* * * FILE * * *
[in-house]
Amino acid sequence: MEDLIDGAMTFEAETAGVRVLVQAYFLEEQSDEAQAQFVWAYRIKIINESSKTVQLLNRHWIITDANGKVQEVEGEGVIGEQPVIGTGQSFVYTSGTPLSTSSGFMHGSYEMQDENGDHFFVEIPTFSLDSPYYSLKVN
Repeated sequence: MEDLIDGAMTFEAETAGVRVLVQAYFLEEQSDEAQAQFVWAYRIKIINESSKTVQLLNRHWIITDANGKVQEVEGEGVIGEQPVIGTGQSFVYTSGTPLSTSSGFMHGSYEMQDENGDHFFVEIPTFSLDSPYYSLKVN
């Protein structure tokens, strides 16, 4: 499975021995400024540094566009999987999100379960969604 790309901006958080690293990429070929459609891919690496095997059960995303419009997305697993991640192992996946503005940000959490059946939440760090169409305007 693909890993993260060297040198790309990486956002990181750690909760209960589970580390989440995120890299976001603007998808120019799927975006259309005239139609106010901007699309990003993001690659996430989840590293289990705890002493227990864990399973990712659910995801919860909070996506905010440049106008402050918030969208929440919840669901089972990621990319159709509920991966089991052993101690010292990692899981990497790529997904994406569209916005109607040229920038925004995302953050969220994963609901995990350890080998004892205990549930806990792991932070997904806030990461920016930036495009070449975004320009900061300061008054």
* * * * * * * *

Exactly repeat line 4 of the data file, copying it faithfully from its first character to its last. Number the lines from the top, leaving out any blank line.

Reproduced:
């Protein structure tokens, strides 16, 4: 499975021995400024540094566009999987999100379960969604 790309901006958080690293990429070929459609891919690496095997059960995303419009997305697993991640192992996946503005940000959490059946939440760090169409305007 693909890993993260060297040198790309990486956002990181750690909760209960589970580390989440995120890299976001603007998808120019799927975006259309005239139609106010901007699309990003993001690659996430989840590293289990705890002493227990864990399973990712659910995801919860909070996506905010440049106008402050918030969208929440919840669901089972990621990319159709509920991966089991052993101690010292990692899981990497790529997904994406569209916005109607040229920038925004995302953050969220994963609901995990350890080998004892205990549930806990792991932070997904806030990461920016930036495009070449975004320009900061300061008054």